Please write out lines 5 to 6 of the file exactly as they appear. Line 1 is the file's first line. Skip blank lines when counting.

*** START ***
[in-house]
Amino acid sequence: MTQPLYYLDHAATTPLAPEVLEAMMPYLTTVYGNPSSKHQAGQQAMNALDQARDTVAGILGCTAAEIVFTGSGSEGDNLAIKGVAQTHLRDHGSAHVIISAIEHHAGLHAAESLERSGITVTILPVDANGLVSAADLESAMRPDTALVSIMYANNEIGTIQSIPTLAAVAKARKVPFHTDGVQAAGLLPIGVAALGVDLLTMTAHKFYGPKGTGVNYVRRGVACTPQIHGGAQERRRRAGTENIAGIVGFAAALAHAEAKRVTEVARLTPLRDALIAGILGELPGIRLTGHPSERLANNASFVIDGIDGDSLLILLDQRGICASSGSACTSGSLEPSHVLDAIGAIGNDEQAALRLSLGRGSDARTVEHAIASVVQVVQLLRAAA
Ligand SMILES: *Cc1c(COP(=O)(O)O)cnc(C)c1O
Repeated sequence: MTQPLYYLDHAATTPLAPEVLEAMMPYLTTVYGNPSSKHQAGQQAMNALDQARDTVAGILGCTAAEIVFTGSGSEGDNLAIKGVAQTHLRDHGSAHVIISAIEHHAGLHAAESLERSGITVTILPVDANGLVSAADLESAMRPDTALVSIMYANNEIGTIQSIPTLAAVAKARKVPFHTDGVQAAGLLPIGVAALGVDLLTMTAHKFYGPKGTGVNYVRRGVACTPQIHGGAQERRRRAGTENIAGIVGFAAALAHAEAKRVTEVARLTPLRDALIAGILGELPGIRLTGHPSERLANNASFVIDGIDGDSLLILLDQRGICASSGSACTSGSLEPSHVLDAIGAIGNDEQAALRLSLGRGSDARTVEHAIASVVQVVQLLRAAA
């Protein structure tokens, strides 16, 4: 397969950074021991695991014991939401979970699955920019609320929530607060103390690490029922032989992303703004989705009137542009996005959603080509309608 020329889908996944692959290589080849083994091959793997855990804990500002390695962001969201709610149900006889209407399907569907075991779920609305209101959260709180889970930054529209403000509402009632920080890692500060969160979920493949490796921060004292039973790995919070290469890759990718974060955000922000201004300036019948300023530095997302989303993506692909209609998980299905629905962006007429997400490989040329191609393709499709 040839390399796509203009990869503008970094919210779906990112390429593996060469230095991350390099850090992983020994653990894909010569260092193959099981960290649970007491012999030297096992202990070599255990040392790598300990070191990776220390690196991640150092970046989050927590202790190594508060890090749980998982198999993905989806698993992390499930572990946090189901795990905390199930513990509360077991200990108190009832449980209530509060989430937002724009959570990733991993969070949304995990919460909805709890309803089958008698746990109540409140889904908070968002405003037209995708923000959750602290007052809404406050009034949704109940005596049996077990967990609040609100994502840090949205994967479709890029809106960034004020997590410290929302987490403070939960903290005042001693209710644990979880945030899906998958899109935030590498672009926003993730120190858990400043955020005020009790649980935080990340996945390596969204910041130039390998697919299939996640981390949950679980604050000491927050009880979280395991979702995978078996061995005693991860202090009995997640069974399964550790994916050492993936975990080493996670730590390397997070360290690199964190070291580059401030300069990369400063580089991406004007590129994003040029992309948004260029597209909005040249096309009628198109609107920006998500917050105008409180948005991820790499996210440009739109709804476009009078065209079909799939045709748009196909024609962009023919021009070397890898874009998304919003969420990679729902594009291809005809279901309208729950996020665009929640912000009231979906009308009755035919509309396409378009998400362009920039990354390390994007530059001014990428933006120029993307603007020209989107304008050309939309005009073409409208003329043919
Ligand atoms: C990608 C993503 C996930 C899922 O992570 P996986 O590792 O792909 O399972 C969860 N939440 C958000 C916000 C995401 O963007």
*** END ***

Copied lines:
């Protein structure tokens, strides 16, 4: 397969950074021991695991014991939401979970699955920019609320929530607060103390690490029922032989992303703004989705009137542009996005959603080509309608 020329889908996944692959290589080849083994091959793997855990804990500002390695962001969201709610149900006889209407399907569907075991779920609305209101959260709180889970930054529209403000509402009632920080890692500060969160979920493949490796921060004292039973790995919070290469890759990718974060955000922000201004300036019948300023530095997302989303993506692909209609998980299905629905962006007429997400490989040329191609393709499709 040839390399796509203009990869503008970094919210779906990112390429593996060469230095991350390099850090992983020994653990894909010569260092193959099981960290649970007491012999030297096992202990070599255990040392790598300990070191990776220390690196991640150092970046989050927590202790190594508060890090749980998982198999993905989806698993992390499930572990946090189901795990905390199930513990509360077991200990108190009832449980209530509060989430937002724009959570990733991993969070949304995990919460909805709890309803089958008698746990109540409140889904908070968002405003037209995708923000959750602290007052809404406050009034949704109940005596049996077990967990609040609100994502840090949205994967479709890029809106960034004020997590410290929302987490403070939960903290005042001693209710644990979880945030899906998958899109935030590498672009926003993730120190858990400043955020005020009790649980935080990340996945390596969204910041130039390998697919299939996640981390949950679980604050000491927050009880979280395991979702995978078996061995005693991860202090009995997640069974399964550790994916050492993936975990080493996670730590390397997070360290690199964190070291580059401030300069990369400063580089991406004007590129994003040029992309948004260029597209909005040249096309009628198109609107920006998500917050105008409180948005991820790499996210440009739109709804476009009078065209079909799939045709748009196909024609962009023919021009070397890898874009998304919003969420990679729902594009291809005809279901309208729950996020665009929640912000009231979906009308009755035919509309396409378009998400362009920039990354390390994007530059001014990428933006120029993307603007020209989107304008050309939309005009073409409208003329043919
Ligand atoms: C990608 C993503 C996930 C899922 O992570 P996986 O590792 O792909 O399972 C969860 N939440 C958000 C916000 C995401 O963007």